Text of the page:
Tuesday, November 18, 2003

French-German axis?

With 10 new countries soon joining the EU, and with most of the Eastern European countries being pro-US, France is nervous that it will lose its standing and influence in Europe with the EU being "tilted" toward the US. For this reason, France is trying to partner with Germany to build a French-German axis that could filibuster the EU (and the UN) if need be.

Nervous at the prospect of losing influence when 10 newcomers join the European Union next year, France is seeking to form a partnership with Germany that would enhance both countries' influence and help hold the union together.

"If a Europe of 25 [countries] fails, what's left for France? A Franco-German rapprochement," Prime Minister Jean-Pierre Raffarin was quoted as saying in the French newspaper Le Monde, which last week reported that France and Germany are studying a "project of unity."


With Central and Eastern European countries rallying behind the United States — and countries such as Poland committing troops to Iraq — Paris and Berlin have concluded that the enlarged EU will not be without divisions.

France, in particular, fears that the Eastern European countries could eventually tilt the EU toward the United States and thus away from France, the traditional powerhouse in Europe. It is hardly surprising then that French President Jacques Chirac would seek to correct the balance by cozying up to German Chancellor Gerhard Schroeder.

Le Monde said that French Trade Commissioner Pascal Lamy hopes to advance the Franco-German allianceby having the two countries combine their armies and diplomatic services and share France's seat on the U.N. Security Council.

Basically, this is more of the typical anti-American rhetoric and action coming out of France. Somehow France feels so threatened by the US that they are willing to go to great, great lengths to appear as a "counter-balance" to the US. Think about it...France feels so threatened by the US that they are willing to merge their political and military capital with Germany's. All this because the introduction of 10 new countries into the EU "might" give the EU a more pro-America "tilt."

Meanwhile, and not unrelated, the French feel as though their "grandeur" is in a steep decline. And for good reason:

These days, it isn't Americans bad-mouthing France over Iraq, but France's own Cassandras who are churning out best sellers suggesting the country is in economic and political decline.

They point to a host of warning signs: high deficits, intractable unemployment, stunted economic growth, diplomatic setbacks.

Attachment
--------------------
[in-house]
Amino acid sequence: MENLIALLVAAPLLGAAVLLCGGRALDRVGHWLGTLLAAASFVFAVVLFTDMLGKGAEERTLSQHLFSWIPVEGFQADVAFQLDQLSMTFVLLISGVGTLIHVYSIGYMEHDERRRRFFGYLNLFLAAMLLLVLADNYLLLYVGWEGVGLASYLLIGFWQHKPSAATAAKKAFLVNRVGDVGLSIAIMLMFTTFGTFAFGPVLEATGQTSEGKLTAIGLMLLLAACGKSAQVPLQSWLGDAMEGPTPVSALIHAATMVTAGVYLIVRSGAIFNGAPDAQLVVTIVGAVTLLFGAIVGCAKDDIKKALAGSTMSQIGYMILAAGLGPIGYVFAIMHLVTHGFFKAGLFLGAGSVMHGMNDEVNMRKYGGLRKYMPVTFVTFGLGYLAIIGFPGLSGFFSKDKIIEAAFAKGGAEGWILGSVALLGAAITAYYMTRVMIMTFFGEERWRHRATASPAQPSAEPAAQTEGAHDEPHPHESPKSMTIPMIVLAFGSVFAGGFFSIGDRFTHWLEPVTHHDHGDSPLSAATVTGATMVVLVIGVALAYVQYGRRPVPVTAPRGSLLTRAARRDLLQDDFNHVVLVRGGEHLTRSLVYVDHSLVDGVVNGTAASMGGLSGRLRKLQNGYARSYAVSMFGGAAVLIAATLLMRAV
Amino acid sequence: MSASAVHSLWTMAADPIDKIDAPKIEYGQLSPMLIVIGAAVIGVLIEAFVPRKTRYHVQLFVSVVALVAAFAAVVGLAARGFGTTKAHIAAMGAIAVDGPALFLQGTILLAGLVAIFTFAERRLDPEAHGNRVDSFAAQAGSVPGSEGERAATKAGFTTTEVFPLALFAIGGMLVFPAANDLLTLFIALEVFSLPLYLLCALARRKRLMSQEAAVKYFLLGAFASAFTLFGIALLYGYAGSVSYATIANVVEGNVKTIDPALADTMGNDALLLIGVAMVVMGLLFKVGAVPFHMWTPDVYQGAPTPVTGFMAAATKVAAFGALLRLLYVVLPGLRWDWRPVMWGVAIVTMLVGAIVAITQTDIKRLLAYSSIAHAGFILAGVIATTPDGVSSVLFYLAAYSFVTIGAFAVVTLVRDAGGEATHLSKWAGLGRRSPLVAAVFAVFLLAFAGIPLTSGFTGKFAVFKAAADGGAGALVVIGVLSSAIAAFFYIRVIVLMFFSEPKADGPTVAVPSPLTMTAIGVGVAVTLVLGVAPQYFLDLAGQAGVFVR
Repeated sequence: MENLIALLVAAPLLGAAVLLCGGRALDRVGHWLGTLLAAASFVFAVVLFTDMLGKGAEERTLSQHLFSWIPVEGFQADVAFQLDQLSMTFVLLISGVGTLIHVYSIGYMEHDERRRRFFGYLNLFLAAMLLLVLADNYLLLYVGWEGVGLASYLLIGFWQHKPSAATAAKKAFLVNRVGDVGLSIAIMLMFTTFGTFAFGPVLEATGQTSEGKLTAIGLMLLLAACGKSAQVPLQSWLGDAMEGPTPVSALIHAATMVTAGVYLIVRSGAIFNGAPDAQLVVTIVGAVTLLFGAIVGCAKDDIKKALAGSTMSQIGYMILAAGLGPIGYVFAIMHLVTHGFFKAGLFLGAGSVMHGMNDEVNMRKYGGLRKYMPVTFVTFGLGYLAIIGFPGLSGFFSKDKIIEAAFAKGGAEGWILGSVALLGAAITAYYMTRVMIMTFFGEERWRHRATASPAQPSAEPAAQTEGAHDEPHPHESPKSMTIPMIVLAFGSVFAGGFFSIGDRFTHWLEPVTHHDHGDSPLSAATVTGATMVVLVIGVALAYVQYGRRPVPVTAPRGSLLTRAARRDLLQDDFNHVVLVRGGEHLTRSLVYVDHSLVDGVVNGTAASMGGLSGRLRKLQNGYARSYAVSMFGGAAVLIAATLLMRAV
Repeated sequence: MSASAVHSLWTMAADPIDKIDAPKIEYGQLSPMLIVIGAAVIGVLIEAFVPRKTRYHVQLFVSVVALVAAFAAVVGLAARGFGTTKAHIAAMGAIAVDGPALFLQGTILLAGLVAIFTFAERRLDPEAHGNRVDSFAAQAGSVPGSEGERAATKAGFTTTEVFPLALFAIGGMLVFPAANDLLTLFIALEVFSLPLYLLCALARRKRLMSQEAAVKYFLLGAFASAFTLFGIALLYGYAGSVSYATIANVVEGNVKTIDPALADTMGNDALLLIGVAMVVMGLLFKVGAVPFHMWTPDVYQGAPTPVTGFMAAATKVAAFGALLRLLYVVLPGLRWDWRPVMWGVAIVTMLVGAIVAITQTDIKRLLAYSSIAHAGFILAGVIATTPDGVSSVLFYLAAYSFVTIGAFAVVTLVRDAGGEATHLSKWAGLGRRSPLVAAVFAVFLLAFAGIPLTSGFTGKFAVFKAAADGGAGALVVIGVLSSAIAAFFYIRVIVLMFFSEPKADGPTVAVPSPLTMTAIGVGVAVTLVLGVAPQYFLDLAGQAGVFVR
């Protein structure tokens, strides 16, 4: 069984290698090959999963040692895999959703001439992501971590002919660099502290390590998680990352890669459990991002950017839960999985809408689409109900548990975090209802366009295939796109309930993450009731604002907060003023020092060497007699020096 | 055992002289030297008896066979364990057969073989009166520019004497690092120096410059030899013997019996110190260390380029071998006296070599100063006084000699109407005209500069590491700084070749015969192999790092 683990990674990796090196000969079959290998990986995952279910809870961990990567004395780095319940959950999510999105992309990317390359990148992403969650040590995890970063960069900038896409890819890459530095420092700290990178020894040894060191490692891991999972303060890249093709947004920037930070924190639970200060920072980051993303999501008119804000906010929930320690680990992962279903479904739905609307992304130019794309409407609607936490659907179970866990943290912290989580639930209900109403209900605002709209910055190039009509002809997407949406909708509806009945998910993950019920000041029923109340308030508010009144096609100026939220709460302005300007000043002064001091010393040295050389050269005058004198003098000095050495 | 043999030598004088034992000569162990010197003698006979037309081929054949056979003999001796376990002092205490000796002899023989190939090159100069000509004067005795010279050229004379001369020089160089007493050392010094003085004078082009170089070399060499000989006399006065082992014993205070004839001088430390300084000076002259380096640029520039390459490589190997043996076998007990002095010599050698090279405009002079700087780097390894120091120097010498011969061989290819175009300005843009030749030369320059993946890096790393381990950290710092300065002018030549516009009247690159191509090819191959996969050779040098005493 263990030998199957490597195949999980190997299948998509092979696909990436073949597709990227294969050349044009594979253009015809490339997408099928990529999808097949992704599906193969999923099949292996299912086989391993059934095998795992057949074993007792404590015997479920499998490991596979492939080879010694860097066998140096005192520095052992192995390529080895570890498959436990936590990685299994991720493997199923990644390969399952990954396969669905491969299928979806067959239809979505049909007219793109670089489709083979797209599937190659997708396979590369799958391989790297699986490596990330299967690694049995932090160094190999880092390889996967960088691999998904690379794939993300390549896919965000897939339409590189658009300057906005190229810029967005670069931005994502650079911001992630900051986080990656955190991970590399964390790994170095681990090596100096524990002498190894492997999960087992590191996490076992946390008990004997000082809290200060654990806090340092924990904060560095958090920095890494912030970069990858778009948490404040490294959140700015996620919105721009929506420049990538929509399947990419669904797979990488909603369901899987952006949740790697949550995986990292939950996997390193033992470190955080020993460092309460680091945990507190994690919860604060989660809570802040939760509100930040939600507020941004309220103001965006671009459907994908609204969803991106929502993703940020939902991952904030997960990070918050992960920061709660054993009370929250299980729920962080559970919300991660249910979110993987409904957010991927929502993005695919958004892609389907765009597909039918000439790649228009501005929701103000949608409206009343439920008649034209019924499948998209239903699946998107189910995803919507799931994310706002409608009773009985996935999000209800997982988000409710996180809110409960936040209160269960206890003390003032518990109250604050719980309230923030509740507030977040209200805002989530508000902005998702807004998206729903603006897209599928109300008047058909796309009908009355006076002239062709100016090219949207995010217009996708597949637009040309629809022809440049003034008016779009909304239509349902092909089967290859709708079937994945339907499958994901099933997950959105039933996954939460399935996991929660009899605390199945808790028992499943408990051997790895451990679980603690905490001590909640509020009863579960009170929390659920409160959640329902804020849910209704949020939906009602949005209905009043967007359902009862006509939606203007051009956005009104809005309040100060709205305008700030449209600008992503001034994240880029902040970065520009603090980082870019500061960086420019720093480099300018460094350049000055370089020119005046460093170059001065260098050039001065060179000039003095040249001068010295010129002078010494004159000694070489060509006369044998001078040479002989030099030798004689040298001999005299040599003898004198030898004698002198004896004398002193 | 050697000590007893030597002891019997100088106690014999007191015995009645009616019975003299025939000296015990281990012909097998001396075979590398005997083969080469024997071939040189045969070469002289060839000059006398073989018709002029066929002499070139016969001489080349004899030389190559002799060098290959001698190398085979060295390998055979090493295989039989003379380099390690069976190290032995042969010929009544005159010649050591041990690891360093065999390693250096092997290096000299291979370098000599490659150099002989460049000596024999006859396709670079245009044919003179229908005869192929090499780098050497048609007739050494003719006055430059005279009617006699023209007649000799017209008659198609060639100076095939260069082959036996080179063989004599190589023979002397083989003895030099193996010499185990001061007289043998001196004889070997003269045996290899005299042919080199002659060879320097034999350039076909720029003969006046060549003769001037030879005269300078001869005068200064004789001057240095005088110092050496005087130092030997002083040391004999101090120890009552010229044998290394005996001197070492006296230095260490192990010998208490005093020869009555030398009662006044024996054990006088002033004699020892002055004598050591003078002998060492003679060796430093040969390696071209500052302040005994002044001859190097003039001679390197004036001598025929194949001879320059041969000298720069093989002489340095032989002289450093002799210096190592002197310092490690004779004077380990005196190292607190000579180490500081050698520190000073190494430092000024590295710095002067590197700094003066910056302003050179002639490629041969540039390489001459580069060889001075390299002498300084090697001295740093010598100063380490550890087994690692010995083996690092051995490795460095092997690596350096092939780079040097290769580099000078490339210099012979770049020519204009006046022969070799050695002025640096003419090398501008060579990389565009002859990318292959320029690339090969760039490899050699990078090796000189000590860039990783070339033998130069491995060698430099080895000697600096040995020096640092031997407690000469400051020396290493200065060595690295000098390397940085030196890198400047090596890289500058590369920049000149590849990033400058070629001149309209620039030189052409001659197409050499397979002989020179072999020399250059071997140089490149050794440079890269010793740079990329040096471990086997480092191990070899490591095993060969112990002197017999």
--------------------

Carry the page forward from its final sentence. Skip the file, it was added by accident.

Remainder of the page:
They worry about France's increasingly alienated Muslim minority and the resurgence of attacks on its Jewish minority. Even the killer heat wave over the summer has fed the feeling of malaise.

Navel-gazing is never out of vogue in France, and Prime Minister Jean-Pierre Raffarin has dismissed the latest bout as intellectual rabble-rousing. President Jacques Chirac, asked about it on television, took the opportunity to deliver a short pep talk to the nation.

"I'm surprised to see how in moments of a little difficulty, this movement comes back in such a powerful way," Mr. Chirac said. "We can overcome all difficulties."


Yet to glance in bookstores these days and see titles referring variously to French arrogance, decline or disarray, one might think no one has a good word to say about la belle France.

The biggest best seller is "La France Qui Tombe" ("France is Falling"), a withering critique by lawyer and economist Nicolas Baverez.

In his book, subtitled "A Clinical Report of French Decline," Mr. Baverez argues the French work ethic has weakened, the best scientific and entrepreneurial minds are fleeing the country, the French own too few home computers and they are too apt to go on strike at the first whiff of belt-tightening.

Gripped by bureaucratic rigidity, France has failed to liberalize its economy and is becoming "an industrial and entrepreneurial desert," Mr. Baverez writes. He cites figures showing that new business creation has fallen 2 percent a year since the late '80s, and that last year the country of 60 million people had more bankruptcies than the United States.

The discontent expressed by Mr. Baverez is indeed in large part about the economy. The troubles are social, too.

The crisis of confidence heightened in August when, according to the government, nearly 15,000 people died in a heat wave. Many blamed government ineptitude for the failure of health services to cope.

The growth of a largely alienated Muslim minority, and the stunning gains of Jean-Marie Le Pen's extreme nationalist, anti-immigrant party in last year's presidential election further dampened the mood.

France, 90 percent Roman Catholic, has Western Europe's largest Muslim and Jewish minorities and has problems with both. It is accused of failing to come to terms with its World War II government's collaboration with the Nazis, and of denying the Muslim population of 5 million its rightful place in French society.

Several best sellers track the rise of Islamic militancy in France, while Alain Finkielkraut, a leading French Jewish scholar, explores the fears of France's 600,000 Jews who feel besieged by an upsurge in anti-Semitic violence and intellectual hostility.

In a book subtitled "Reflections on the Coming Anti-Semitism," he writes: "Jews have a heavy heart and, for the first time since the war, they are afraid."

Perhaps this is why France feels the need to "flex its muscles", as meager as they may be?


Post a Comment

<< Home